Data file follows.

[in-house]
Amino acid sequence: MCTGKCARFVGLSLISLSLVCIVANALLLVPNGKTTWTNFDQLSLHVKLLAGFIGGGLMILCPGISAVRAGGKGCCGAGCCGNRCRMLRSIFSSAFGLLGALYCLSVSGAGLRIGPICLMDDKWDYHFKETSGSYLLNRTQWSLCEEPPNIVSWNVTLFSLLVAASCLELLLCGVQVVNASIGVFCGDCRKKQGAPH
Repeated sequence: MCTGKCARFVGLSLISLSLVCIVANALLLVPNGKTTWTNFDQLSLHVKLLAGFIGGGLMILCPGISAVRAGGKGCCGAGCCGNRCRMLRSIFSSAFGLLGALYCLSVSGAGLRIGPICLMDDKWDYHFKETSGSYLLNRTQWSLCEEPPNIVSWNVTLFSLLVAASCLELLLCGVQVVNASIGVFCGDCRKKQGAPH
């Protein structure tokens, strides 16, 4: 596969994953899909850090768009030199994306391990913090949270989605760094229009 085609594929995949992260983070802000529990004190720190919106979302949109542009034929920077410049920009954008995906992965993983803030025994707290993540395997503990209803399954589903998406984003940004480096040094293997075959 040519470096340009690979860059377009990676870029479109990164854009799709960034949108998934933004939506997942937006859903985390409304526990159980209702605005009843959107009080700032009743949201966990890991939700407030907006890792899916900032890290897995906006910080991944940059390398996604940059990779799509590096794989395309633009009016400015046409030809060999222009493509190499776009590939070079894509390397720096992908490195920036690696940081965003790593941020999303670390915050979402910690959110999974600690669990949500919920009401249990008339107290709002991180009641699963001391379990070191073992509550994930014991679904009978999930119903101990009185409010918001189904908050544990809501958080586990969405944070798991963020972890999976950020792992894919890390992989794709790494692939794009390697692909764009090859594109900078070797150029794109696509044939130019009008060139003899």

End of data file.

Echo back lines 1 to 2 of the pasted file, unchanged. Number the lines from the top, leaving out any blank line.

[in-house]
Amino acid sequence: MCTGKCARFVGLSLISLSLVCIVANALLLVPNGKTTWTNFDQLSLHVKLLAGFIGGGLMILCPGISAVRAGGKGCCGAGCCGNRCRMLRSIFSSAFGLLGALYCLSVSGAGLRIGPICLMDDKWDYHFKETSGSYLLNRTQWSLCEEPPNIVSWNVTLFSLLVAASCLELLLCGVQVVNASIGVFCGDCRKKQGAPH